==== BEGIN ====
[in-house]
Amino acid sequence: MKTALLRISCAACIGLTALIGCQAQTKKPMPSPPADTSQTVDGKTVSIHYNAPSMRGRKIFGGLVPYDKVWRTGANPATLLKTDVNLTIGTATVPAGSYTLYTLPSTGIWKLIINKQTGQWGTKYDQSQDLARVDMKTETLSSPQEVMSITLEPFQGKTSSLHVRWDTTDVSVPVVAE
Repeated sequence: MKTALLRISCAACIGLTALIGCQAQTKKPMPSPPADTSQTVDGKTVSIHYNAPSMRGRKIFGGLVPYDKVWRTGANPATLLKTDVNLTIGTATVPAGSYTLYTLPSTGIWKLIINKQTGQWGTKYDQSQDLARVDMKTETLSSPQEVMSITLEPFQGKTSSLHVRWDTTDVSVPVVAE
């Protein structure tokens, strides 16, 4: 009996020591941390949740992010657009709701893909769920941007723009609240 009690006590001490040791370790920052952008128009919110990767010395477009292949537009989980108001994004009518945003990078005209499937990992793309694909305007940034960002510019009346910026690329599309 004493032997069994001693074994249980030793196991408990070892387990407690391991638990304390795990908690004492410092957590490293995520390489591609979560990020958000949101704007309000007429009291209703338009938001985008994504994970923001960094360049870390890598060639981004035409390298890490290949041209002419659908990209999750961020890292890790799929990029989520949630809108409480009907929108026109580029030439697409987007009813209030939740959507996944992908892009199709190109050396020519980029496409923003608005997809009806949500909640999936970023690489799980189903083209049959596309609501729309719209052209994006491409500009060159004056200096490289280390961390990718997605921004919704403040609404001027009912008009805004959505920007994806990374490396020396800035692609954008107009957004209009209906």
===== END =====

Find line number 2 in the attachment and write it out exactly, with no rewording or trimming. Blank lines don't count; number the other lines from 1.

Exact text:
Amino acid sequence: MKTALLRISCAACIGLTALIGCQAQTKKPMPSPPADTSQTVDGKTVSIHYNAPSMRGRKIFGGLVPYDKVWRTGANPATLLKTDVNLTIGTATVPAGSYTLYTLPSTGIWKLIINKQTGQWGTKYDQSQDLARVDMKTETLSSPQEVMSITLEPFQGKTSSLHVRWDTTDVSVPVVAE